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BRANDING IS NOT JUST FOR CONSUMER PRODUCTS

By Judd Keene, Keene Communications


Every year or two, a new buzzword or idiom pervades the business community, giving companies new opportunities to re-evaluate their processes in the hope of becoming more successful in an increasingly competitive world.  For awhile, it was "Teamwork" -- which was followed by "Re-engineering."


Today, business marketers flock to "Branding" the way manufacturers looked to the "Total Quality" programs in the late 1980s.  And like many new trends in business, the challenge is sorting through the chaff to get to the wheat -- to embrace the truly significant aspects of the movement without becoming bogged down in the process.


The reality is that brand development and brand management are more than new slogans or positioning statements.  The traditional term brand is more commonly understood as it relates to consumer products.  But the principles are equally valid for business-to-business or industrial marketers, as well.


A brand is more than just a mark on a product.  A corporate brand is a defined statement of promise between a company and its customers.  It is the sum of their expectations and perceptions about the company and its products.


The restaurant that advertises, "Warm beer.  Decent food," undoubtedly understands one of the key principles of branding.  Your corporate brand should be clearly stated and understood by your customers.  The clarity of this statement is the single most important aspect of brand development.  It defines who you are, and the position you wish to occupy in the minds of your customers.


A corporate brand should be consistent across all aspects of a company.
This includes areas that come in contact with your customers, as well as those that do not.  The obvious contact areas are the components of your marketing communications program:  advertising, brochures, publicity, shareholder communications, signage, web site, etc.  This should be expanded, however, to include all aspects of your daily operation.  Like the rancher who brands his cattle to protect them from rustlers, companies need to put their own indelible mark on their service and make it visible in all aspects of their business.  In truth, how your telephone is answered or the paint job on your fleet of trucks could have as much impact on your brand perception as how compelling your ads are.  The critical aspect is that all parts work together in harmony.


Your brand strategy should apply equally to all departments and all employees.
  Everyone plays a role in delivering your brand promise to the customer.  And everyone needs to understand the strategy, how they fit in the process and support the effort.


Early in our work with Dresser-Rand, a $1.4 billion manufacturer of highly engineered equipment for the oil, gas and petrochemical industries, the branding process encountered a number of obstacles.  Many technical or industrial companies believe their reputation rests solely on the precision of their engineering and their ability to deliver a good product.  Their feeling is that if they build a superior product, their customers will recognize it and sales will follow.  In reality, even an engineering-based company needs to continually communicate its brand strategy to employees and customers, as well as prospective customers.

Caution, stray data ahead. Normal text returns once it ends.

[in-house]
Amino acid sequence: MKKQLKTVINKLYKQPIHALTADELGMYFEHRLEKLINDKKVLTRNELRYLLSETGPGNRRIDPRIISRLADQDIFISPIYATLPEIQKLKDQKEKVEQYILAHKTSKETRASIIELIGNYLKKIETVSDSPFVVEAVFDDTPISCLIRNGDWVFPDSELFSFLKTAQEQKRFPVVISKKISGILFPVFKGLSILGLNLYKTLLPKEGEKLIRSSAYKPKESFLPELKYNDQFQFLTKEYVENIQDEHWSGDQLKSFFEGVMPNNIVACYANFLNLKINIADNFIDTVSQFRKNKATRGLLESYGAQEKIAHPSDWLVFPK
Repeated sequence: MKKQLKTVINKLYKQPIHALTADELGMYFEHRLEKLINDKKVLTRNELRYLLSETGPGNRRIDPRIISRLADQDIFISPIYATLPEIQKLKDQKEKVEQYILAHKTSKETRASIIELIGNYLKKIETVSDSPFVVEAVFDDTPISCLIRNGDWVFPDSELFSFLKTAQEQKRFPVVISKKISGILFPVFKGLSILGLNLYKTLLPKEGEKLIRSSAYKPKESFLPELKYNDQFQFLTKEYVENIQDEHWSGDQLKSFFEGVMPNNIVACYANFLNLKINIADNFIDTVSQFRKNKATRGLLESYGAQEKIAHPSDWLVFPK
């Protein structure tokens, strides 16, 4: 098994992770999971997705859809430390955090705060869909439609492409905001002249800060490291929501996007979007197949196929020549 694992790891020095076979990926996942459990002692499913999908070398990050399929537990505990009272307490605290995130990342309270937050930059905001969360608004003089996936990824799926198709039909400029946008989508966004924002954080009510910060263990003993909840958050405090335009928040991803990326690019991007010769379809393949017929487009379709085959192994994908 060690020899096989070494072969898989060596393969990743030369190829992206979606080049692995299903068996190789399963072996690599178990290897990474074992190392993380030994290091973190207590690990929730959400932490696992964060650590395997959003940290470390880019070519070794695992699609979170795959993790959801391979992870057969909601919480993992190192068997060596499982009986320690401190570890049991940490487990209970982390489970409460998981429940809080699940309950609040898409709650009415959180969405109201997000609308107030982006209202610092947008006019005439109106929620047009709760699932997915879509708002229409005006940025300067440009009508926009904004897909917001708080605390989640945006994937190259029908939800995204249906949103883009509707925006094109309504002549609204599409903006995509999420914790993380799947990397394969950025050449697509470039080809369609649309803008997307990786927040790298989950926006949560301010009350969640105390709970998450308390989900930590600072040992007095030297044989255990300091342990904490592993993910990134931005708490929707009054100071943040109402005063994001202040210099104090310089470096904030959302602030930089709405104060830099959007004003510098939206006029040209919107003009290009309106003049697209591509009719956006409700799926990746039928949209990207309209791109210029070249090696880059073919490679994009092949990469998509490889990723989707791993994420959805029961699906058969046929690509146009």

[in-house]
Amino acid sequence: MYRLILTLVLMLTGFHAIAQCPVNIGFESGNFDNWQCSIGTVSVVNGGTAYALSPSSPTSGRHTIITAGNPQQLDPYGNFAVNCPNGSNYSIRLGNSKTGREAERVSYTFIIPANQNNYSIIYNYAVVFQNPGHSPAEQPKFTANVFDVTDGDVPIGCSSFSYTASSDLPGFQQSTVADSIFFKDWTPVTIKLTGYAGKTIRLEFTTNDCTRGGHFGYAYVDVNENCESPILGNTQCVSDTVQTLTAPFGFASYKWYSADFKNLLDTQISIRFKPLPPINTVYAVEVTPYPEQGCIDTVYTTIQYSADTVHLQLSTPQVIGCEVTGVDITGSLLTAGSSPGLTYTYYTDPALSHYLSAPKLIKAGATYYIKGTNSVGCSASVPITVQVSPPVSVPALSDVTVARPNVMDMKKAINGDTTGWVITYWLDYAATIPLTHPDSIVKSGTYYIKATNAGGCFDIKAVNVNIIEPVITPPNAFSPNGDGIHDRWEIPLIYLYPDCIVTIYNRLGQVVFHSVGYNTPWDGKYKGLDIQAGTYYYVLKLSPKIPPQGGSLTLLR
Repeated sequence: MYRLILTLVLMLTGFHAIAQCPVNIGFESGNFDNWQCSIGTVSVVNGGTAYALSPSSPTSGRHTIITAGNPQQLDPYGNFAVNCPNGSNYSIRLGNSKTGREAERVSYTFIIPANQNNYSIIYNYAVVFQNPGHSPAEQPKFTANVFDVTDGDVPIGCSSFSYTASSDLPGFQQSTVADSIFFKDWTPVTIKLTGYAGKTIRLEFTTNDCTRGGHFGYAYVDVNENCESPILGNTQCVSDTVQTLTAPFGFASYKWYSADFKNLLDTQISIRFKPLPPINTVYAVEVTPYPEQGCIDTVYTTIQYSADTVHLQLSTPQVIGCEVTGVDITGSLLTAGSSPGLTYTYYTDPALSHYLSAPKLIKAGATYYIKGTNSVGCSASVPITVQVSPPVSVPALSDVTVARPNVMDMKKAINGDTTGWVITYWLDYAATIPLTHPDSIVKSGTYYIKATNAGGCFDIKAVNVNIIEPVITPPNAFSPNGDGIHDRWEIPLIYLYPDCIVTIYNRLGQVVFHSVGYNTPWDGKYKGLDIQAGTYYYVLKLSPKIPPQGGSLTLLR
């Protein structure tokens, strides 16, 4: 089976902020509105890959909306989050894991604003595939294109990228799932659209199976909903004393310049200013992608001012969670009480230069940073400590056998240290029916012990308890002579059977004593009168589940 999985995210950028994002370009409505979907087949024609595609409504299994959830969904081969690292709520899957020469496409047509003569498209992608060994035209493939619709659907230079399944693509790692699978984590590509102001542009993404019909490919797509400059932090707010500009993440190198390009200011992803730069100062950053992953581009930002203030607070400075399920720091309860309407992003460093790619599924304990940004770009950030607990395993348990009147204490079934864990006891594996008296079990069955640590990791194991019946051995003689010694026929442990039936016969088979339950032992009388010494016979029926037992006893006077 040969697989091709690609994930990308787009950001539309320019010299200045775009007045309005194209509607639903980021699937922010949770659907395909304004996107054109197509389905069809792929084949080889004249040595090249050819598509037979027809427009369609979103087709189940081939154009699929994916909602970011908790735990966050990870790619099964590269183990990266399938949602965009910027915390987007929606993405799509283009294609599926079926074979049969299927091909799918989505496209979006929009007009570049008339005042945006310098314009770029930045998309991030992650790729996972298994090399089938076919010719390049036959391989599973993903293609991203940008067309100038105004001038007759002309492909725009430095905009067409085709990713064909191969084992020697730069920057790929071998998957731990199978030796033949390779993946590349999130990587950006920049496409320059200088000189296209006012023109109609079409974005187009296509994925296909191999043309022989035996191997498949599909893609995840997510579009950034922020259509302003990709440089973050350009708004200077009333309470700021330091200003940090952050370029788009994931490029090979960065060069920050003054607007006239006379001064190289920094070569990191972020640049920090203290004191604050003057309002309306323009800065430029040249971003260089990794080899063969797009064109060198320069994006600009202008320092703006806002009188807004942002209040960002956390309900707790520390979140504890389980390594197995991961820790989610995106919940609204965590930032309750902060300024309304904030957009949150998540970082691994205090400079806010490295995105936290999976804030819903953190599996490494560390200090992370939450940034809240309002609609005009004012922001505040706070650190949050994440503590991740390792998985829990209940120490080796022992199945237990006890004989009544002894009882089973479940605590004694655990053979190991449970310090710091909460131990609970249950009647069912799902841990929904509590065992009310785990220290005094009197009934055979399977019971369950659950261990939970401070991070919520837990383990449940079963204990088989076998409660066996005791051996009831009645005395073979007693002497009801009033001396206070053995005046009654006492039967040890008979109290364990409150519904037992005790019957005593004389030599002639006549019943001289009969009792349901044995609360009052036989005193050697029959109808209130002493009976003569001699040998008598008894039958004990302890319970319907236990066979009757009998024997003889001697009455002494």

Where once we struggled to convince engineers that they played a role in the company's brand strategy, they now cooperatively work with the company's marketing group to develop new opportunities and take part in marketing communications programs.


Your corporate brand does not change.
  Resist the temptation to re-make your corporate brand.  If sufficient up-front work is done well, and you have been successful at establishing your brand with your customers, your corporate brand should last as long as you serve those markets.


That is not to say that your brand identity can not be further refined as new competitive challenges arrive, or as technology changes.   For example, Xerox, a company that was known for years as a "copier company" has successfully made the transition into "The Document Company."  As technology has changed, Xerox's role in serving the information-based world has changed, and its brand statement has undergone some refinement.  Xerox recognizes that all of its products fit neatly under this one brand umbrella.  The brand position, however, has remained the same.


And finally, your corporate brand should be viewed as a valuable asset owned by your company.
  Corporate mega-mergers often come with huge price tags where recognizable brand names are involved.  In some cases, the brand identity is more valuable than the company.


For most companies, the long-term investment in establishing a successful brand position can erode quickly if left unattended.  Many appoint a "brand champion" who is responsible for directing the activities of cross-functional teams designed to develop brand strategies.  When all is said and done, it is the responsibility of everyone in a company to protect the brand and ensure the continued viability of the company's market position.
 

 

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Judd Keene is the owner of Keene Communications, a Syracuse-based marketing communications agency with emphasis on worldwide business-to-business, technical and industrial products and services.


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